questions on anything from, you know, it is it acceptable for Muslims to
eat cheese that are bought in the supermarkets to questions about is
suicide bombing acceptable under Islam. And he develops this huge
community. When he first started to really hit on the U.S. radar in a
major way was when Nidal Hassan shot up many of his fellow soldiers at Ft.
Hood, Texas, in that horrid massacre. And we learned that al-Awlaki had
been in e-mail contact with Nidal Hassan.

Those e-mails have been declassified and show that Hassan was
basically like a stalker. He was asking al-Awlaki to find him a wife. al-
Awlaki wasn`t responding to him. Nidal Hassan tried to offer him a 5,000
dollar prize and all these things. And al-Awlaki is kind of ignoring him
and saying yeah, brother, if I find you a wife, I`ll let you know.

And then Nidal Hassan commits this heinous crime and kills all of
these soldiers,. And al-Awlaki responds by printing a blog that says Nidal
Hassan is a hero, and essentially calls on other soldiers, if they`re
Muslim, to do the same thing that Nidal Hassan did. And that really I
think was when most Americans heard about Anwar al-Awlaki.

HAYES: So al-Awlaki is added to the list. Not only is he killed in a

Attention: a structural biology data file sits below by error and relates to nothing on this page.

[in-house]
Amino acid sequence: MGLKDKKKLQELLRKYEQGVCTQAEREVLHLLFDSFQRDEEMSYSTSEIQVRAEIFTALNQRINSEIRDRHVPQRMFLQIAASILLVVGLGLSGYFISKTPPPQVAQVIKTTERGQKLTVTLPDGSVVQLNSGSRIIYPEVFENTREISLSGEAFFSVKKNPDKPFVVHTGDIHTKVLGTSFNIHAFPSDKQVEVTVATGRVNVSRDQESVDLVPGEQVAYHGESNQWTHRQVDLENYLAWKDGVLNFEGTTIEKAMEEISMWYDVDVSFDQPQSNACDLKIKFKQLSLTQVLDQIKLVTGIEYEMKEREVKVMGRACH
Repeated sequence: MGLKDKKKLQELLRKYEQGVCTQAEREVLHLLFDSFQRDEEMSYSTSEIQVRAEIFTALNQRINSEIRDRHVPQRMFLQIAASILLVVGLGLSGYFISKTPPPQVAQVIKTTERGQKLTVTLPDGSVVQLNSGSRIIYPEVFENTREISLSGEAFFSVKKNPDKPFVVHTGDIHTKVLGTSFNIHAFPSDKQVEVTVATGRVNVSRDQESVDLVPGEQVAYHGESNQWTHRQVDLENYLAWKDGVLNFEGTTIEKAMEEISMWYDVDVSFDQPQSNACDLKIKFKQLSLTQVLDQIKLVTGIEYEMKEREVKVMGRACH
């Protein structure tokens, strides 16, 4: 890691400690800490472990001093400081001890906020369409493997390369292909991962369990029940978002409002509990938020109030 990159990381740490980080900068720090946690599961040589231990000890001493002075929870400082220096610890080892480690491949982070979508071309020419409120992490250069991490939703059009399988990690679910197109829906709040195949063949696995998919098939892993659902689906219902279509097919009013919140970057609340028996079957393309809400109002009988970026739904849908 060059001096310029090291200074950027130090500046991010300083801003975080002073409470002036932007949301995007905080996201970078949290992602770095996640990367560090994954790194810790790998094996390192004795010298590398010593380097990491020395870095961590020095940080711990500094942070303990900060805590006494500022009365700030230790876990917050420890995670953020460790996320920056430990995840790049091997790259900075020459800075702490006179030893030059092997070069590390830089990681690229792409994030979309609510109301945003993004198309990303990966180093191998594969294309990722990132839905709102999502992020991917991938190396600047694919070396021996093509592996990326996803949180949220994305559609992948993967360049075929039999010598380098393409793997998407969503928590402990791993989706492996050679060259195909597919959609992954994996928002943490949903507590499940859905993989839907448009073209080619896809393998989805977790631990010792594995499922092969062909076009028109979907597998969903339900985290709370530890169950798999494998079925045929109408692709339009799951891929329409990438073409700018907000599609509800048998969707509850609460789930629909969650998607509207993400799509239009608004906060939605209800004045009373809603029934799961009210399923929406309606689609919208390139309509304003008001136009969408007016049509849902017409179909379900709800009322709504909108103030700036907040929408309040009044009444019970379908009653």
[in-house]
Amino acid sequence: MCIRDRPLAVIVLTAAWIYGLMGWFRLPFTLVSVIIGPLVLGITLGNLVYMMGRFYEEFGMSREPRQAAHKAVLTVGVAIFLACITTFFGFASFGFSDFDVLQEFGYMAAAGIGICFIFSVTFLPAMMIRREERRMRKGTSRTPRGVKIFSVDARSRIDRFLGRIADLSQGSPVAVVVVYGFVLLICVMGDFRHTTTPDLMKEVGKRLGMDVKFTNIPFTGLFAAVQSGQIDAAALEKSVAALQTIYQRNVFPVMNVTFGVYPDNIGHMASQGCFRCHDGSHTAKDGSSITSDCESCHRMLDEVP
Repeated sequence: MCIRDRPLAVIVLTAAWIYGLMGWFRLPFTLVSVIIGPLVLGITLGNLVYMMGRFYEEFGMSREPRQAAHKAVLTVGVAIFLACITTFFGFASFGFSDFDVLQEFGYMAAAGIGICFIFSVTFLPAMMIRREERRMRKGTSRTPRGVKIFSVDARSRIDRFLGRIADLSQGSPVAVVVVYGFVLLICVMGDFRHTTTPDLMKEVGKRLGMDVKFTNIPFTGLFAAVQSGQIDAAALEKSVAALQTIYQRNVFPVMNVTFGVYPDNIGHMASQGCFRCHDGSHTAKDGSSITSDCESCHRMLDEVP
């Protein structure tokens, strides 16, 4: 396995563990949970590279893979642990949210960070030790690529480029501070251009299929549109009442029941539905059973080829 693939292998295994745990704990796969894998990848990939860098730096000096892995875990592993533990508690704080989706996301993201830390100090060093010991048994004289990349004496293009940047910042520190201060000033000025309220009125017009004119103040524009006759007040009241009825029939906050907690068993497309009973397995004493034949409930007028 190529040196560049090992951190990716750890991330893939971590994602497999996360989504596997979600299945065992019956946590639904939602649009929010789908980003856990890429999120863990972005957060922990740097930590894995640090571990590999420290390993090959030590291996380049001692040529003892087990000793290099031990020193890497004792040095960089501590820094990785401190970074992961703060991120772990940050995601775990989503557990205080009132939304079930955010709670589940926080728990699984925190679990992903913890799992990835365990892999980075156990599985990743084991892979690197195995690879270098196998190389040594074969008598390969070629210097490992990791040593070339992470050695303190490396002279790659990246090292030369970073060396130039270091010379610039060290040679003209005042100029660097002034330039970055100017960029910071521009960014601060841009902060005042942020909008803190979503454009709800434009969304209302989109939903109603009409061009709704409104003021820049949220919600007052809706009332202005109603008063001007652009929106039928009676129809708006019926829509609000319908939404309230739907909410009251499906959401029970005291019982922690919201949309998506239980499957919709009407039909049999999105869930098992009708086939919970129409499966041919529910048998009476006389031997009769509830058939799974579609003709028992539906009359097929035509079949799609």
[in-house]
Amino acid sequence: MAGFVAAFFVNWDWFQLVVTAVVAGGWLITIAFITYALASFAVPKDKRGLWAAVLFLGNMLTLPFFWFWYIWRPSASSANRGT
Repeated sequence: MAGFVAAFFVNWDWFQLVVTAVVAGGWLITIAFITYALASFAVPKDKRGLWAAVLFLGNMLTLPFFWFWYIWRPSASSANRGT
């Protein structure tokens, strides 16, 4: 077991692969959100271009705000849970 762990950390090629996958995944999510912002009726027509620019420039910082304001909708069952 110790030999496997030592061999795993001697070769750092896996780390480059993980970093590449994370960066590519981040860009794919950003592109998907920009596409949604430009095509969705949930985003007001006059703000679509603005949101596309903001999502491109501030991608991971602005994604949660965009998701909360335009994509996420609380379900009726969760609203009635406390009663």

drone strike, his son, an American citizen, the 16-year-old Abdulrachman
(ph) al-Awlaki is killed. There had been a lot of debate about what
exactly went down, and was it a mistake and how was it a mistake. You have
some new reporting in the book about the reaction of the president when he
finds out about the death of Abdulrachman al-Awlaki.

SCAHILL: Just to clarify, Abdulrachman al-Awlaki was born in Denver,
Colorado in 1995. He was the eldest son of Anwar al-Awlaki, had not seen
his father for two years. The last time he saw his father was in 2009. He
was living with his grandparents, upstanding citizens in Yemen. He ran
away from home, tried to find his father. His father gets killed.

Two weeks later, Abdulrachman is sitting outside with his teenaged
cousins when a drone enters Yemeni airspace and kills him and his cousins.
There has never been an official accounting of what happened from the Obama
administration, only through leaks. And they say that -- the ultimate
conclusion is that it was an outrageous mistake and they were trying to
kill this terrorist named Ibrahim al Bana (ph). Ibrahim al Bana, to our
knowledge, is still alive. We don`t know who the intended target was.

But what I am reporting for the first time is that a former senior
administration official who worked on the targeted killing program told me
that when President Obama found out that Abdulrachman al-Awlaki had been
killed, that he was incredibly upset about this, and that John Brennon, who
at the time was the senior counter-terrorism adviser, believed that either
JSOC or the CIA may have intentionally killed Abdulrachman a-Awlaki,